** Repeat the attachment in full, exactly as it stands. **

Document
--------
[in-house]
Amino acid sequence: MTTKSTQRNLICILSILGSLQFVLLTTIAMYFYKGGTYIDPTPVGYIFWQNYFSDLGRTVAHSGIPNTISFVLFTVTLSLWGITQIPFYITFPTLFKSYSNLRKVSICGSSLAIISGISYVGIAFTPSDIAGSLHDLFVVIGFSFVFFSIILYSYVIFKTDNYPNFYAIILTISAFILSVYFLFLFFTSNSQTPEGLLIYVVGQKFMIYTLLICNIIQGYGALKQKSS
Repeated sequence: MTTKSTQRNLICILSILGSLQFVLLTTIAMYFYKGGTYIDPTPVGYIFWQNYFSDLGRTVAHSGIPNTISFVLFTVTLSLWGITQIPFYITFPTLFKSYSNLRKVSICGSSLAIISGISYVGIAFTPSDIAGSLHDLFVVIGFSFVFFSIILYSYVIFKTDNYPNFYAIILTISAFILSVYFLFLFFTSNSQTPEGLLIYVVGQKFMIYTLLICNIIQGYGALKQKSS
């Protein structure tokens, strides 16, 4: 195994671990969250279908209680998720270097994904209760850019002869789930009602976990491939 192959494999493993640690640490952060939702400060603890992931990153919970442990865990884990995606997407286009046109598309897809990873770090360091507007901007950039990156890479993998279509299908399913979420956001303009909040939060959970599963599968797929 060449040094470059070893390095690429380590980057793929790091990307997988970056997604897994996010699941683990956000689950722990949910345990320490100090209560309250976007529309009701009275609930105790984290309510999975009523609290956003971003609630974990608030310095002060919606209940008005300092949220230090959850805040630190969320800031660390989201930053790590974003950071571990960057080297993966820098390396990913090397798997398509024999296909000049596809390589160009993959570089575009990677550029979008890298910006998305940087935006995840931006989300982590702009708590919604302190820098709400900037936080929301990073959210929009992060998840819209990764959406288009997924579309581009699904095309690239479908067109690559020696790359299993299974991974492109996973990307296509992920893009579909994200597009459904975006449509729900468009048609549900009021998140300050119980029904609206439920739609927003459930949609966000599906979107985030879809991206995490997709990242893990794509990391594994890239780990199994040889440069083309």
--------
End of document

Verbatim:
[in-house]
Amino acid sequence: MTTKSTQRNLICILSILGSLQFVLLTTIAMYFYKGGTYIDPTPVGYIFWQNYFSDLGRTVAHSGIPNTISFVLFTVTLSLWGITQIPFYITFPTLFKSYSNLRKVSICGSSLAIISGISYVGIAFTPSDIAGSLHDLFVVIGFSFVFFSIILYSYVIFKTDNYPNFYAIILTISAFILSVYFLFLFFTSNSQTPEGLLIYVVGQKFMIYTLLICNIIQGYGALKQKSS
Repeated sequence: MTTKSTQRNLICILSILGSLQFVLLTTIAMYFYKGGTYIDPTPVGYIFWQNYFSDLGRTVAHSGIPNTISFVLFTVTLSLWGITQIPFYITFPTLFKSYSNLRKVSICGSSLAIISGISYVGIAFTPSDIAGSLHDLFVVIGFSFVFFSIILYSYVIFKTDNYPNFYAIILTISAFILSVYFLFLFFTSNSQTPEGLLIYVVGQKFMIYTLLICNIIQGYGALKQKSS
């Protein structure tokens, strides 16, 4: 195994671990969250279908209680998720270097994904209760850019002869789930009602976990491939 192959494999493993640690640490952060939702400060603890992931990153919970442990865990884990995606997407286009046109598309897809990873770090360091507007901007950039990156890479993998279509299908399913979420956001303009909040939060959970599963599968797929 060449040094470059070893390095690429380590980057793929790091990307997988970056997604897994996010699941683990956000689950722990949910345990320490100090209560309250976007529309009701009275609930105790984290309510999975009523609290956003971003609630974990608030310095002060919606209940008005300092949220230090959850805040630190969320800031660390989201930053790590974003950071571990960057080297993966820098390396990913090397798997398509024999296909000049596809390589160009993959570089575009990677550029979008890298910006998305940087935006995840931006989300982590702009708590919604302190820098709400900037936080929301990073959210929009992060998840819209990764959406288009997924579309581009699904095309690239479908067109690559020696790359299993299974991974492109996973990307296509992920893009579909994200597009459904975006449509729900468009048609549900009021998140300050119980029904609206439920739609927003459930949609966000599906979107985030879809991206995490997709990242893990794509990391594994890239780990199994040889440069083309």